Archives for posts with tag: Lizzie Cannon

I have a new blank slate – a studio with Second Floor Studios at Thames Barrier in the same complex as Thames Barrier Print Studio. 1602 New Studio

I also discovered there are wood and metal workshops here, a gallery and lots of opportunities to take classes so I am very excited to be joining the complex and enjoy the amazing views across the Thames

1602 Thames Barrier

It was great to be back screen printing after quite a break.

1602 Induction Day Prints 1.jpgI had been working on an image I was thinking of using for an idea about the multiverse theory but wasn’t really happy with it so I cropped off a portion to use for my screen printing induction day. I saw these ancient fish in an aquarium in Shanghai, they look so prehistoric and are very alarming, hanging motionless in the water until they are offered a live snack then they move like lightning, leaping from the water to snap the victim in their jaws.

1602 test screen print

The 56th Venice Biennale theme All The World’s Futures was a cue for a lot of artists to excavate the past.

The multi channel video Fire Talks To Me by Almagul Menlibayeva cuts into the past and layers time. 1601 Venice Union of Fire and water (13)Grand Palaces, industrialization and dystopian landscapes give an epic scale to a turbulent narrative. 1601 Venice Union of Fire and water (12)

This work has huge scope. The history of Azerbajan, the Persian Empire and Venice are intermingled.1601 Venice Union of Fire and water (15)

At the centre of the tale is the Mukhtarov couple’s rise in fortune on the riches of oil and their downfall at the soviet takeover. 1601 Venice Union of Fire and water (14)

Their palace, built with oil money and inspired by love has been reassigned from private to public love temple and is now the ‘Palace of Happiness’ in its new guise as Baku’s marriage bureau.

1601 Venice Union of Fire and water (9)

The Union of Fire and Water  continues throughout the 14th C Gothic building with sculptural interventions by Rashad Alakbarov interacting with the environment and our journey through it.1601 Venice Union of Fire and water (10)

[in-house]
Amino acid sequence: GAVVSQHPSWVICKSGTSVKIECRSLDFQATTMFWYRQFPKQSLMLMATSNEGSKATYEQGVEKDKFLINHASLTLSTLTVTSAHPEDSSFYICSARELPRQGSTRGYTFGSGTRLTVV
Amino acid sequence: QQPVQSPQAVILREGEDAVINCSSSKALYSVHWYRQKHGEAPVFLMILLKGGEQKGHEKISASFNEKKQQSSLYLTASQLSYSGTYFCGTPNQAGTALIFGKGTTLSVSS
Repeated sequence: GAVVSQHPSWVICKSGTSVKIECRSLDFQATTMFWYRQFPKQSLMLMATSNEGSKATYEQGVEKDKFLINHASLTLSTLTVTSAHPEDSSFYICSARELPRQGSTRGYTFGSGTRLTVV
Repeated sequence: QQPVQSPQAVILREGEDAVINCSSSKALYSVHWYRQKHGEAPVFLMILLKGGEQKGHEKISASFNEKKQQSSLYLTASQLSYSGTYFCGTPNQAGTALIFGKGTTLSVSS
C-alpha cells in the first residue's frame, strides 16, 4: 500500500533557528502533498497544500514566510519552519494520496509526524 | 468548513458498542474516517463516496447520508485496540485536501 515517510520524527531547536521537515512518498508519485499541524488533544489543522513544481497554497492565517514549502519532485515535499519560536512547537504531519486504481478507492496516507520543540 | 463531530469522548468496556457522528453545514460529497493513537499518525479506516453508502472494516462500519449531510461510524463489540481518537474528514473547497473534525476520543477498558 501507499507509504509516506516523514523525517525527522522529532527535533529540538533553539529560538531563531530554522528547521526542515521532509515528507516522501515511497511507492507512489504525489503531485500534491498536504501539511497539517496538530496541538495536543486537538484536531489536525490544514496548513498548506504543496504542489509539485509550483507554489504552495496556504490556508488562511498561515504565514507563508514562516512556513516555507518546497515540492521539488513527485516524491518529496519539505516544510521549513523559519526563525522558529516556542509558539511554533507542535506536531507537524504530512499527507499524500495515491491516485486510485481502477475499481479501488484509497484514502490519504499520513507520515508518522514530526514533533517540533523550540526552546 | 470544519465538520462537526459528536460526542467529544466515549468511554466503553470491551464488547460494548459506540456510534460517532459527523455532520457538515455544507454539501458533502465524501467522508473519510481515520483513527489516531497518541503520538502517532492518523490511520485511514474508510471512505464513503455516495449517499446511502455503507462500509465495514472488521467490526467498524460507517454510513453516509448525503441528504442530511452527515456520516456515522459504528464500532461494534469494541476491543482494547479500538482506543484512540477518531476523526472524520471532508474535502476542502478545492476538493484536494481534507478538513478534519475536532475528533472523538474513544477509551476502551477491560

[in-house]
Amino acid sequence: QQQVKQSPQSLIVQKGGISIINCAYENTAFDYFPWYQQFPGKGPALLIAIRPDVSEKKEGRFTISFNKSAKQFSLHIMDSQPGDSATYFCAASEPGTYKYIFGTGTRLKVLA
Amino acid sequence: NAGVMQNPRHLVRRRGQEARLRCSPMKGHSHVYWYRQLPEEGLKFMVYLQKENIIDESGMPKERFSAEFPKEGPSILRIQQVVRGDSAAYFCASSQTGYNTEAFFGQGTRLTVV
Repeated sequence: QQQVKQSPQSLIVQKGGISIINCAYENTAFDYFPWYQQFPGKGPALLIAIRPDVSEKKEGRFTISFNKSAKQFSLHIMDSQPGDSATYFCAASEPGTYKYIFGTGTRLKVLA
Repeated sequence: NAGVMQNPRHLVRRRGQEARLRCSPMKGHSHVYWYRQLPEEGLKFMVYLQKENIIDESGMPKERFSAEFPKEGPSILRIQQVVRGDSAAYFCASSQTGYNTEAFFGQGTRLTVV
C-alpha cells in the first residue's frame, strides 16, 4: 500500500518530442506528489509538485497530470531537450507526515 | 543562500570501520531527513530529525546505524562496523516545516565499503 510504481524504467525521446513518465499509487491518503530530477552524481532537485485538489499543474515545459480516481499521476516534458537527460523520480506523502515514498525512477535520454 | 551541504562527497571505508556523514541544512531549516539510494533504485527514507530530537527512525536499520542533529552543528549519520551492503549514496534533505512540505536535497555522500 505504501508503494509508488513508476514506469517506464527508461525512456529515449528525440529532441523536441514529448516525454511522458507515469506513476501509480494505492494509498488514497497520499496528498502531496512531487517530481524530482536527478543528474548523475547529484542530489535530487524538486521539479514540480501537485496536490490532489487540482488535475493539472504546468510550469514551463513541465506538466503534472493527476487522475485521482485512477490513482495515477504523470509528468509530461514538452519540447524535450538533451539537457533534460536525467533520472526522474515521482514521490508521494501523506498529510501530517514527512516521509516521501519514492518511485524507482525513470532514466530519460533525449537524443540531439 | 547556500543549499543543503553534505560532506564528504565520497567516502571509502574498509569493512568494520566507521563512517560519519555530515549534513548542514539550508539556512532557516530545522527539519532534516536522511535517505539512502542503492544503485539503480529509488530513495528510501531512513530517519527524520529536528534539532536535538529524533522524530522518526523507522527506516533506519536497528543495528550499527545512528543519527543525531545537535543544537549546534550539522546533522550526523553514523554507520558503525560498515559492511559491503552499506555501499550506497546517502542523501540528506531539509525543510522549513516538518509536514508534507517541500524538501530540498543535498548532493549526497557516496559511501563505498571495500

The journey can be circuitous.

1601 Venice Union of Fire and Water

Armando Lulaj deals with spectres of history. In his series of films ‘The Albanian Trilogy: A series of devious stratagems’ he looks at how political symbols can appear in one context then reappear in another changing their meaning. over time. He aims to uncover  processes which govern social memory. The research that his films are based on is really interesting so I have included quite a bit of detail here and more can be found on the Albanian Pavilion website.

It Wears As It Grows references a story from the cold war years. In 1959 Khrushchev visited Albania to discuss the Soviet Union’s plans to arm Enver Hoxha’s state with submarines and warships to counter the U.S. threat from missile bases in Italy. Four years later relations between the USSR and Albania had broken down leaving an Albanian navy with a paranoid fear of enemy attacks. When they sighted an object that repeatedly appeared and disappeared at the surface of the sea they shot at it believing it to be a submarine. The unfortunate target turned out to be a Mediterranean sperm whale.

1601 Venice Albania (2)

After being recovered, the whale’s remains were displayed in the Museum of Natural History in Tirana. In 2011, the skeleton of the whale reappears in the streets of Tirana, raised onto the shoulders of a group of people, like a ghost wandering the streets of the city until it found its final resting place inside Enver Hoxha’s mausoleum “Piramida.” This pyramid-shaped structure completed in 1987 was designed by his own daughter and son-in-law to glorify his name and create an eternal monument to him, just like the pyramids of the ancient Egyptian pharaohs.

1601 Venice Albania (1)

NEVER looks at how the positioning of five letters in rock on a hillside tells a story of political power struggles. When communism was at its zenith in Albania around 1968, the Albanian Labor Party decided to celebrate the magnificence of their leader, Enver Hoxha with a monument to his name. Hundreds of young people were forced to join the Albanian People’s Army to position and paint enormous stones on the side of the Shpirag mountain to spell out the name of the dictator. After the fall of communism in the 90’s the Democratic Party gained power and ordered the army to destroy the rocks with explosives. It wasn’t a complete success; the letters were only damaged and two soldiers were burned alive in the process. The task was abandoned and over time what could still be seen of the letters was covered in vegetation. In 2012, locals decided to return to unearth the letters and rewrite the name. After uncovering, cleaning and painting, what materialized no longer read as ENVER, but something altered. The emblem of a dictator ENVER returned as the English adverb NEVER.